After some measurable snow Monday night and Tuesday and more coming by Thursday, I figured I'd better see what concrete evidence there is for weather hope in the near future. If your standards aren’t too elevated, I believe I’ve dug some up.
Let’s start with precipitation and precipitation type. The American GFS model does, as I wrote, bring some snow by Thursday again (in blue), but watch the rest of this model loop. Not only does the snow vanish, but even the green/rain becomes sparse. (Click on the arrow to animate, and you can use the +/- to adjust loop speed.) The Canadian model is nearly identical, after Thursday’s snow, except for a short round of liquid showers midweek, next week.
Cloud cover is a little more problematical, since the Great Lakes often feed the development of low clouds known as stratocumulus, which can be difficult for the sun’s heating to break up this time of year downwind of the lakes. Stratocumulus clouds have been known to cause seasonal affective disorder in such places as London, Seattle and the Great Lakes. But the GFS does seem to indicate frequent sunny breaks after Saturday morning, according to the College of Du Page weather site.
Real warmth will be harder to come by, but we will have more frequent, not-too-shabby seasonable temps (average high is in the upper 50s to 60 for the last days of April). (Again, after you click on that link, click on the arrow to animate the GFS.)
I’ll just take the highlight day from the Canadian model, next Tuesday, where we theoretically leap to 64 degrees for one, brief shining moment. Note, I said theoretically.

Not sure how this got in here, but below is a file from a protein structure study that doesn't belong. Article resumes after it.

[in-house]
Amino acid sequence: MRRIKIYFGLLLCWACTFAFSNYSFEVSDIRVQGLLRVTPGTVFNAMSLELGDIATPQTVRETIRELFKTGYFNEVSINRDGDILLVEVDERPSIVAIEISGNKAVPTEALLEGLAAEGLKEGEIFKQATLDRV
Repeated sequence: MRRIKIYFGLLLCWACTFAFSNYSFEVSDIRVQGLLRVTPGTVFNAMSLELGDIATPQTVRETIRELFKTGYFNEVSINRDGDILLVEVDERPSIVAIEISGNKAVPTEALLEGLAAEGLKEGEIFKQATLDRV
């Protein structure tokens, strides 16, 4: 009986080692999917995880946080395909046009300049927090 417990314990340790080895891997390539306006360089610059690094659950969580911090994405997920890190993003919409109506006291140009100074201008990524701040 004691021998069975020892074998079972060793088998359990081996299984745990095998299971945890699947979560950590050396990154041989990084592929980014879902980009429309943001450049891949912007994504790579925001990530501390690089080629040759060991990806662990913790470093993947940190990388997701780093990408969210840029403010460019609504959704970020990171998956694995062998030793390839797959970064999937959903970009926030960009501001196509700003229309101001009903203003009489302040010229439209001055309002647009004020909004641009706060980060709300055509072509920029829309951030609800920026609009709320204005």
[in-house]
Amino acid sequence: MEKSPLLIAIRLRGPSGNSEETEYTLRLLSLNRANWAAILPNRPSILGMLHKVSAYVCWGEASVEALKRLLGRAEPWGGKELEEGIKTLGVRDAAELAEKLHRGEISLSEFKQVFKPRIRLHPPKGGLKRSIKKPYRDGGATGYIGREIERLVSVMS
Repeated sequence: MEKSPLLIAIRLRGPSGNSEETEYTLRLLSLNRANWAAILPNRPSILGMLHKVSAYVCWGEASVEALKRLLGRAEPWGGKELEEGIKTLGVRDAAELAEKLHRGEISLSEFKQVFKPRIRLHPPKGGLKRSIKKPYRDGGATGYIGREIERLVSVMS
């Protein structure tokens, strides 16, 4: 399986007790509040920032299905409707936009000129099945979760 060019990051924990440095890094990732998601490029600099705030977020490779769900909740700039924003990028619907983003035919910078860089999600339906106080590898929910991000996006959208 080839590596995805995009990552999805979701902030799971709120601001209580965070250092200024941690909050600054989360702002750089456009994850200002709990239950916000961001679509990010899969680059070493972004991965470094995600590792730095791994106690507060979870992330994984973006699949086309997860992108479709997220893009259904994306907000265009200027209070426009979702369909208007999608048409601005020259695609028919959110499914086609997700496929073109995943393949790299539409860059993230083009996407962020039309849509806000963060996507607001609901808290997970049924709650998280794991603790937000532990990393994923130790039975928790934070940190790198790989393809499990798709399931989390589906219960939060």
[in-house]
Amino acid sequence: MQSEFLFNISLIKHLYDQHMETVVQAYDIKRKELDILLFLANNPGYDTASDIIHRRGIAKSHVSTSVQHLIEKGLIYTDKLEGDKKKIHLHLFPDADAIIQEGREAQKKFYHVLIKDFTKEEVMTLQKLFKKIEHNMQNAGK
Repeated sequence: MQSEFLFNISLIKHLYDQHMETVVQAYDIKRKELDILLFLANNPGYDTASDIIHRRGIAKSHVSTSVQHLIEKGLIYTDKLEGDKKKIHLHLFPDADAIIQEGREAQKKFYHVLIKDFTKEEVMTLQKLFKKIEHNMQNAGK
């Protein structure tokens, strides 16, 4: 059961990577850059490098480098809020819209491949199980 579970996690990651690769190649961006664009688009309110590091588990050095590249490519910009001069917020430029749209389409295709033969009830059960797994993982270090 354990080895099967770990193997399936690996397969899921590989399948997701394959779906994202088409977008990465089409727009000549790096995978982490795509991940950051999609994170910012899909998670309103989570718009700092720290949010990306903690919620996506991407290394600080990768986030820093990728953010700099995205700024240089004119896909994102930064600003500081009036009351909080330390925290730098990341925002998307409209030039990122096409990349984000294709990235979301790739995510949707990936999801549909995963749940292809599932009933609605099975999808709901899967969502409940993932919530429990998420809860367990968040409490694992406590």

This weekend is looking a little cooler than it did when I was last on-air Sunday, and Saturday isn’t looking as sunny, but Sunday looks just fine.
The bigger problem with gaining prolonged warming is the absence of signs of a warming ridge of high pressure taking up a longer residence time over the southeast United States. The experimental 46-day product from the European still favors mean temperatures to run below average more than half of the time over a large part of the Midwest, Great Lakes and Northeast.
The rest of this week, true enough, is virtually a total disappointment. But there are more signs of Pacific air more frequently replacing the colder airmasses and storm systems by Sunday and next week. From National Weather Service headquarters comes this upper air ensemble. Note the smoother, west-to-east flow. As time draws nearer, some more ridges and troughs will show up, but this approximates a more “zonal” Pacific flow, at least for next week:
It’s not a fundamental pattern change to “June Is Bustin' Out All Over” into May, but more seasonable, more often would feel mighty good around now, wouldn’t it? Another Sammy Cahn lyric comes to mind: “(It Will Have to Do) Until the Real Thing Comes Along.”